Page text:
The OPEC Conference has recommended an extension of the adjustment levels agreed at the last OPEC and non-OPEC ministerial meeting and a further reduction of 1.5 mn bpd until 30 June
The OPEC Conference, which took place on 5 March, recommended to the 8th OPEC and non-OPEC Ministerial Meeting to extend the adjustment levels agreed at the 7th OPEC and non-OPEC Ministerial
Meeting for the remainder of the year. It also agreed to recommend a further adjustment of 1.5 mn bpd until 30 June 2020 to be applied pro-rata between OPEC (1.0 mn bpd) and non-OPEC producing countries (0.5 mn bpd) participating in the Declaration of Cooperation.
In a statement, OPEC commented, “The COVID-19 outbreak has had a major adverse impact on global economic and oil demand forecasts in 2020, particularly for the first and second quarters. Global oil demand growth in 2020 is now forecast to be 0.48 mn bpd, down from 1.1 mn bpd in December 2019. Moreover, the unprecedented situation, and the ever-shifting market dynamics, means risks are skewed to the downside.
The Conference noted that the further impact of the COVID-19 outbreak on oil market fundamentals necessitates further continuous monitoring.”
Ann-Louise Hittle, vice president, Macro Oils at energy consultancy Wood Mackenzie commented, “OPEC’s recommendation sends a strong message. It is a good decision, but its success hinges on compliance.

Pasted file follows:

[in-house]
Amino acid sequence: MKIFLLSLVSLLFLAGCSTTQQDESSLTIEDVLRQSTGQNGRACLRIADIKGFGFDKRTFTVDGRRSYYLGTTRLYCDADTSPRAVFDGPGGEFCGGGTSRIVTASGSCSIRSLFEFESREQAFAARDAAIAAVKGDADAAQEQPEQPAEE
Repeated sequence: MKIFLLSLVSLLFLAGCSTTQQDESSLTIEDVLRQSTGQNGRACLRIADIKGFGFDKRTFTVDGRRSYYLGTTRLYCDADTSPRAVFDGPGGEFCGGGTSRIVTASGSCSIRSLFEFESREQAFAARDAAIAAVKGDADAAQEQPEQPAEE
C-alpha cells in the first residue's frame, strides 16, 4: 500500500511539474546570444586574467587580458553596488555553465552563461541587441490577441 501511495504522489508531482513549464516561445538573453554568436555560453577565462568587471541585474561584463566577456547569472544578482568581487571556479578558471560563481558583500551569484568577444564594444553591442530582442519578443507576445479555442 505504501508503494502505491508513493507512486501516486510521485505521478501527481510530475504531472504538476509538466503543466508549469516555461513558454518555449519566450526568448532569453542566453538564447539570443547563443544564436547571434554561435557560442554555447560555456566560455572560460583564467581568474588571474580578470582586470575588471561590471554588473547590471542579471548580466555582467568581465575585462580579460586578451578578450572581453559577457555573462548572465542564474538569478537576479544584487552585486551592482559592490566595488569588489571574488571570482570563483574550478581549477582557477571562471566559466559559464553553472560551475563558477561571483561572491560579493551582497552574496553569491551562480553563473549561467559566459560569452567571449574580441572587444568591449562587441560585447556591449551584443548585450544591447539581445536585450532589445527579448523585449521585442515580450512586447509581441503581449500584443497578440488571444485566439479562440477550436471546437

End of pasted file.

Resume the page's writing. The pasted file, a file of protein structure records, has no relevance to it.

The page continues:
“It shows the producers’ group is serious about getting on top of the oversupply in the market. Compliance itself probably won't be full, but even moderate adherence should be enough to stabilise the market through the second quarter.”
She added: “However, if the demand loss we are experiencing continues into the second quarter, the group may need to revisit the cuts and reassess them.
“In our current projection, world oil demand is expected to fall 2.7mn bpd in the first quarter. This is a massive drop, and it shows the scale of the problem OPEC+ faces.
“China’s demand alone is expected to fall by 2.3mn bpd in the first quarter.
“The drop in global demand is the most severe the market has seen since the fourth quarter of 2008, at the height of the global economic crisis.”
She added, “Whether Russia will agree to the cuts is the million-dollar question. Russia hasn’t signed on yet and as the leader of the non-OPEC group, their agreement is key. Given their history of co-operation with OPEC, we expect they will agree. Russia could, at the very least, hold production flat during the second quarter.”
IHS Markit commented, “Oil inventories are likely to experience a large increase, particularly in China and the Middle East, unless OPEC at its ministerial meeting cuts production in a major way.”